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20/20 Vision: Suwanee drafts strategic plan, residents applaud

Photo: David McGregor Dozens of members of the Suwanee community converse during a picnic to discuss the citys 20/20 vision plan on Sunday afternoon in Suwanee

Photo: David McGregor Dozens of members of the Suwanee community converse during a picnic to discuss the citys 20/20 vision plan on Sunday afternoon in Suwanee

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Photo: David McGregor Cathy and Rob Rohloff eat during a picnic and information meeting about the citys 20/20 vision plan on Sunday afternoon in Suwanee.

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Photo: David McGregor Mayor of Suwanee Jimmy Burnette addresses the crowd gathered for a picnic to discuss the citys 20/20 vision plan on Sunday afternoon in Suwanee.

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Photo: David McGregor Suwanee City Manager Marty Allen converses with Nick Masino during a picnic to discuss the citys 20/20 plan at the Evertt Music Barn on Sunday afternoon in Suwanee.

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Photo: David McGregor Le Doan talks with Jessica and Eli (8) Roth during a picnic to discuss the citys 20/20 vision plan on Sunday afternoon at the Everett Music Barn in Suwanee.

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Photo: David McGregor Scott and Cyndi Auer walk down Stonecypher Road in Suwanee toward the 20/20 vision plan picnic at the Everett Music Barn on Sunday afternoon in Suwanee.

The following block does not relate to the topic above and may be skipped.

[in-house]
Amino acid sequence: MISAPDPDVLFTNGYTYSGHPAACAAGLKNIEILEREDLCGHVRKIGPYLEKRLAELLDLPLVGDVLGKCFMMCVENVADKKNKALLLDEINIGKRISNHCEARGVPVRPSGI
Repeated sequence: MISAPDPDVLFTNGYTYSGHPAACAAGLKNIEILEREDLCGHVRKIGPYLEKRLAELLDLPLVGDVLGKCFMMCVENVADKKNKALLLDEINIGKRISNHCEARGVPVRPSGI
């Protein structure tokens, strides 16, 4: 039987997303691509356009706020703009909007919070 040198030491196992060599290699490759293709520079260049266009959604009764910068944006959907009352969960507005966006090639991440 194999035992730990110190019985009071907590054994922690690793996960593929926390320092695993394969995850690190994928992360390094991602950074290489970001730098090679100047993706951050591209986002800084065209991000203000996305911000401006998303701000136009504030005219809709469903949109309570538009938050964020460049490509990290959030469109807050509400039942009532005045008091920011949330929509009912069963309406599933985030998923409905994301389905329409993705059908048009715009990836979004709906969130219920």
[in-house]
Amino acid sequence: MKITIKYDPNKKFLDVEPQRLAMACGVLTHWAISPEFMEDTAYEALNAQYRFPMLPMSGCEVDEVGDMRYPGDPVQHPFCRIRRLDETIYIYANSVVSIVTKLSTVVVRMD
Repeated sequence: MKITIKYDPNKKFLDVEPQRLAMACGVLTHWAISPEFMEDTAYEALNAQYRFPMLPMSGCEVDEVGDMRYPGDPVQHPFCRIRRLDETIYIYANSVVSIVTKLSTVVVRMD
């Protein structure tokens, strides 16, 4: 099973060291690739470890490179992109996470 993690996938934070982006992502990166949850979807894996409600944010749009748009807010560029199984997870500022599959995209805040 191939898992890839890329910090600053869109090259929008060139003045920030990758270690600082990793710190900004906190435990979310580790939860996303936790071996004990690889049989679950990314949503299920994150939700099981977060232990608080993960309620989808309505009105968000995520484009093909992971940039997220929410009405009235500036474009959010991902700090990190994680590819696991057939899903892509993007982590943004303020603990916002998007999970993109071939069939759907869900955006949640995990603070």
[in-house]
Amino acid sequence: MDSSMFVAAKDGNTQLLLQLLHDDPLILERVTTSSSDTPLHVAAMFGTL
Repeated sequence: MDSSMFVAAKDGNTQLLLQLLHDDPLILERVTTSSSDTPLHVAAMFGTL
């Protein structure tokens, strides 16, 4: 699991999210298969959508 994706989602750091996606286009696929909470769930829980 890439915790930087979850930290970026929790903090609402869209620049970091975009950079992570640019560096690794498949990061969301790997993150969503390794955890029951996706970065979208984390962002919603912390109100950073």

SUWANEE -- When Heather Thomas heard about the idea of a long-term vision for the city, she thought it might resemble what some residents already do on their own.

"I'll just get some of my neighbors together, we'll have a glass of wine, and solve the city's problems," Thomas said.

Not long after the city asked Thomas, a long-time volunteer, to be an integral part of the process as a roundtable facilitator, she learned that it would be "daunting and intimidating." Thanks to what she called a diverse group of residents, the 20/20 vision plan for Suwanee turned out to be, "one of the coolest things I've ever been a part of."

Since June, about 435 residents have been divided into 25 groups to discuss where they want the city to be by 2020. An urban development consultant who the city hired for $143,434 to assist in the project has made periodic visits since May to collect opinions. Scott Page, the Philadelphia-based consultant, and his company, Interface Studios, were tasked to weave those voices into one draft vision.